Crunches Are the Go-To Ab Workout—But Are They Actually Bad for You?

The desired “crunch,” as it’s known. Crunches are usually the first thing that springs to mind when it comes to abdominal workouts, and with good reason. It’s been dubbed the “portal to the land of six-pack abs” for quite some time: You’ll have abs as powerful and Herculean as the Greek hero himself if you do enough crunches. If you’re anything like me, you’ve believed in this promise and spent countless hours crunching. If you, like me, have been wondering why you’ve been experiencing lower back discomfort, what I’m about to tell you might be life-changing: crunches may be harming you more than helping you, and it’s time to switch things up.

What is it about crunches that makes them so bad?

While crunches aren’t intrinsically “bad” and do build your abdominal muscles (and perhaps even lead to a six-pack), they just engage the top layer of your core, according to two experts on the subject. When just the upper abdominal layer (also known as the rectus abdominis) is engaged, the deeper layer (also known as the transverse abdominis) is left in the dark. “The six-pack, or rectus abdominis, is a portion of your core unit, but it’s not the full story,” said Jesse Truelove, a personal trainer who also serves as the program director and coach for both the Birth Recovery Center and the Move Your Bump apps. “People with a six-pack are more likely to have hyperactive back muscles or persistent back discomfort.”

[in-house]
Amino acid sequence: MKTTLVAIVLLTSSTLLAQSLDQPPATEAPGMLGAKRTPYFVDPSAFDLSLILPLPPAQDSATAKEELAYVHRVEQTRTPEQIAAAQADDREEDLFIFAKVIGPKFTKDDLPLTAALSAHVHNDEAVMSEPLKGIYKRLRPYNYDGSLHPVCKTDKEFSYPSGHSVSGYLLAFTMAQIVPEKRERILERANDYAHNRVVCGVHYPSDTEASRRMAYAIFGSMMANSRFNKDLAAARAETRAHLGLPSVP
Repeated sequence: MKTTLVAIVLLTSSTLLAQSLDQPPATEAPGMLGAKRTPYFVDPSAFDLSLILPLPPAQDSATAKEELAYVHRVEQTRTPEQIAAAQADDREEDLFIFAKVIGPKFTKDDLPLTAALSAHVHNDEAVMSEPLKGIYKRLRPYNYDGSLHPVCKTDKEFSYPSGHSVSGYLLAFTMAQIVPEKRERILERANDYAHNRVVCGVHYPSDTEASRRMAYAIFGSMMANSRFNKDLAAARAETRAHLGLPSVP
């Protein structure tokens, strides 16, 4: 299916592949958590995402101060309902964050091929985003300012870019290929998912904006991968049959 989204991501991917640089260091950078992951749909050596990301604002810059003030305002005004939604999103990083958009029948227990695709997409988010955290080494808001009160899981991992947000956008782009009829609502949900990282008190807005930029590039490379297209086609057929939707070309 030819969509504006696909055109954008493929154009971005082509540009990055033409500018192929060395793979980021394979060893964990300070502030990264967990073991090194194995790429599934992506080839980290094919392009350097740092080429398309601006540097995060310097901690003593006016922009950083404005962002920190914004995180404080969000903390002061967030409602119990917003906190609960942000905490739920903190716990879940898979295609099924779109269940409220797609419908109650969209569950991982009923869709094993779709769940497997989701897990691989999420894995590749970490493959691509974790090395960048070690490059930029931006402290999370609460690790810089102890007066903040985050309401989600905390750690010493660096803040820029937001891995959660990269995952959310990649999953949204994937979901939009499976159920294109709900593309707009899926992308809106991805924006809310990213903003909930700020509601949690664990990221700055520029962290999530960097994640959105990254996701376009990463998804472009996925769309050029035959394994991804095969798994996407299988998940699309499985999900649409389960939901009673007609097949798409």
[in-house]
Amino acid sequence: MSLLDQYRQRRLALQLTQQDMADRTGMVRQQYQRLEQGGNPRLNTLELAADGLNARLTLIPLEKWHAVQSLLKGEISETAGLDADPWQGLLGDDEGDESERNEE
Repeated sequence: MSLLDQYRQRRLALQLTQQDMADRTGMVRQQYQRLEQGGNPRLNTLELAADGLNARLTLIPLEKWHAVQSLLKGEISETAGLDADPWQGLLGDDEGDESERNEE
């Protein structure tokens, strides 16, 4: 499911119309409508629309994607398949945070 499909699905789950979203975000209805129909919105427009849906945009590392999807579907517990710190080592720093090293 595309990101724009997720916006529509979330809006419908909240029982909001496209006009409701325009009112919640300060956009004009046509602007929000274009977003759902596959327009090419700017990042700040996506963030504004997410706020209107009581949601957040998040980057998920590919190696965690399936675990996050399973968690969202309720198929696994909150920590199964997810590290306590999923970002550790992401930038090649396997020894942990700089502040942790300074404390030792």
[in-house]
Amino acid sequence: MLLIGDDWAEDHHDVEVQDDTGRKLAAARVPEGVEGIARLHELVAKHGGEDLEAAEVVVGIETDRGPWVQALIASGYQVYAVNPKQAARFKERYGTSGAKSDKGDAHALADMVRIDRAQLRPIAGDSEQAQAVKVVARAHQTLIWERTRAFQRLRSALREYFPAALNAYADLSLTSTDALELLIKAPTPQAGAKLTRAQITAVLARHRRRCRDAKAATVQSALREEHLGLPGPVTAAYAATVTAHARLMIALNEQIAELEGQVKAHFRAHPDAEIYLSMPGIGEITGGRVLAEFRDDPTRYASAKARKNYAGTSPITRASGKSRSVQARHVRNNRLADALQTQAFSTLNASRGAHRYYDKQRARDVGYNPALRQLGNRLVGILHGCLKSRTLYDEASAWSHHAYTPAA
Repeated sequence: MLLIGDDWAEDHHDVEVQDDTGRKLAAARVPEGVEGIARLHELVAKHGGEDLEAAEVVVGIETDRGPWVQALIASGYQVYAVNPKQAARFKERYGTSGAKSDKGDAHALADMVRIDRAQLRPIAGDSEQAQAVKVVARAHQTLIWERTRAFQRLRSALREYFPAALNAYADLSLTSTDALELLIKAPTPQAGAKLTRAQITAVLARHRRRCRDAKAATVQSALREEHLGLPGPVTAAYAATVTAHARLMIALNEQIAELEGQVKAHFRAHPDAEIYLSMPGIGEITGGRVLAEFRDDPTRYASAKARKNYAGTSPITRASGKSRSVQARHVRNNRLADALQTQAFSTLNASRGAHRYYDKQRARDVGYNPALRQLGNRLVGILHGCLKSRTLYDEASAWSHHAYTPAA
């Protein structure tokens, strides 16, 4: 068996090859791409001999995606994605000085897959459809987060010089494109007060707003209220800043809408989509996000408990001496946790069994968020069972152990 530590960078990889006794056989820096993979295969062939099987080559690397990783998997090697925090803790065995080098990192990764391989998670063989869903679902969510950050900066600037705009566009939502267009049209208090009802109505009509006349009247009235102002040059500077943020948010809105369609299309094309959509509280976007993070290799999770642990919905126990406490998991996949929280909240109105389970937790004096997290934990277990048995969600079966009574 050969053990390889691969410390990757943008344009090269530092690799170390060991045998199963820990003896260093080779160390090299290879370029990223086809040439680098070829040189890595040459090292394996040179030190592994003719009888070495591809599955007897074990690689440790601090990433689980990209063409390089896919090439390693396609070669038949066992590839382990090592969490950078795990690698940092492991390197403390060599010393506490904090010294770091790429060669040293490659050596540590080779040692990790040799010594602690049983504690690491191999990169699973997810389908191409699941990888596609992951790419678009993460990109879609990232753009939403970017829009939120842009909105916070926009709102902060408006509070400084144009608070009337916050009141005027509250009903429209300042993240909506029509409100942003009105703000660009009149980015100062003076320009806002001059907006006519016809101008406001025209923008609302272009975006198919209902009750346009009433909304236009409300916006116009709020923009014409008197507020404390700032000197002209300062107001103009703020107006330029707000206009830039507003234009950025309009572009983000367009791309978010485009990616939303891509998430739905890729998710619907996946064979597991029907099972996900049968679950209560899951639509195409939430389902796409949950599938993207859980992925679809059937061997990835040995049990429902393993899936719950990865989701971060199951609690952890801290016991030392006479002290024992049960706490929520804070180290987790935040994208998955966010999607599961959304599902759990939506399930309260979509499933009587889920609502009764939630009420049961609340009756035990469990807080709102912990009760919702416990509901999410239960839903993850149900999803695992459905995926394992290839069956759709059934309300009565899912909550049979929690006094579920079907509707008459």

The strength of your core is severely hampered when your transverse abs are neglected. “This can contribute to core damage and dysfunction, like as back discomfort and diastasis recti (separated ab muscles),” explained Leah Keller, founder and COO of the Every Mother fitness app. Diastisis recti is a condition that we usually only hear about in the context of pregnancy, and even then, it is rarely mentioned. Because the strain of a developing baby bump can pull the abs apart, it’s more typically linked to pregnancy. Truelove noted, “Performing crunches in these instances might cause excessive intra-abdominal pressure downward into the pelvic floor and lower abdominals.”

Bottom line: If you’re pregnant or just gave birth, see your doctor about the best workouts for you. If you’re not focused on entire core strength, crunches aren’t the be-all and end-all.

Should crunches be avoided at all costs?